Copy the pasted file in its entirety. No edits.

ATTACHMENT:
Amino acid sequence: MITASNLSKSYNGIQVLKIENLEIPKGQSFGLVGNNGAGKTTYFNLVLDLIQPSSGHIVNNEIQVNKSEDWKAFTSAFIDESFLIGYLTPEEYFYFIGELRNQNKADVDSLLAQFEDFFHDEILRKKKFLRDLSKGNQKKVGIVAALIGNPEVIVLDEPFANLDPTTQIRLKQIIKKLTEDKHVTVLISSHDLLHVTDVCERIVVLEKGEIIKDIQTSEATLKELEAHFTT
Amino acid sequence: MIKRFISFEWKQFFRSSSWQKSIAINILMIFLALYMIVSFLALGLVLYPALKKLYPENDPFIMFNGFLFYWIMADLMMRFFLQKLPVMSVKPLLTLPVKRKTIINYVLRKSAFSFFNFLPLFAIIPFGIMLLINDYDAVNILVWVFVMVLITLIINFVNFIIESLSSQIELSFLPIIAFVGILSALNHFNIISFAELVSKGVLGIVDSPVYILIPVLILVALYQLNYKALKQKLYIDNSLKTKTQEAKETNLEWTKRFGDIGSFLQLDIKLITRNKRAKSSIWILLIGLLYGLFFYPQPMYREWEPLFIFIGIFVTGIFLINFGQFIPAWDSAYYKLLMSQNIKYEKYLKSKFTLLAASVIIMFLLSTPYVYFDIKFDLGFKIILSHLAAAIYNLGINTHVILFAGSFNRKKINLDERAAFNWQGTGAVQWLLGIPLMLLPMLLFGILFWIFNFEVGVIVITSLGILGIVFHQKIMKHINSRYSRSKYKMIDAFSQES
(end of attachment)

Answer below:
Amino acid sequence: MITASNLSKSYNGIQVLKIENLEIPKGQSFGLVGNNGAGKTTYFNLVLDLIQPSSGHIVNNEIQVNKSEDWKAFTSAFIDESFLIGYLTPEEYFYFIGELRNQNKADVDSLLAQFEDFFHDEILRKKKFLRDLSKGNQKKVGIVAALIGNPEVIVLDEPFANLDPTTQIRLKQIIKKLTEDKHVTVLISSHDLLHVTDVCERIVVLEKGEIIKDIQTSEATLKELEAHFTT
Amino acid sequence: MIKRFISFEWKQFFRSSSWQKSIAINILMIFLALYMIVSFLALGLVLYPALKKLYPENDPFIMFNGFLFYWIMADLMMRFFLQKLPVMSVKPLLTLPVKRKTIINYVLRKSAFSFFNFLPLFAIIPFGIMLLINDYDAVNILVWVFVMVLITLIINFVNFIIESLSSQIELSFLPIIAFVGILSALNHFNIISFAELVSKGVLGIVDSPVYILIPVLILVALYQLNYKALKQKLYIDNSLKTKTQEAKETNLEWTKRFGDIGSFLQLDIKLITRNKRAKSSIWILLIGLLYGLFFYPQPMYREWEPLFIFIGIFVTGIFLINFGQFIPAWDSAYYKLLMSQNIKYEKYLKSKFTLLAASVIIMFLLSTPYVYFDIKFDLGFKIILSHLAAAIYNLGINTHVILFAGSFNRKKINLDERAAFNWQGTGAVQWLLGIPLMLLPMLLFGILFWIFNFEVGVIVITSLGILGIVFHQKIMKHINSRYSRSKYKMIDAFSQES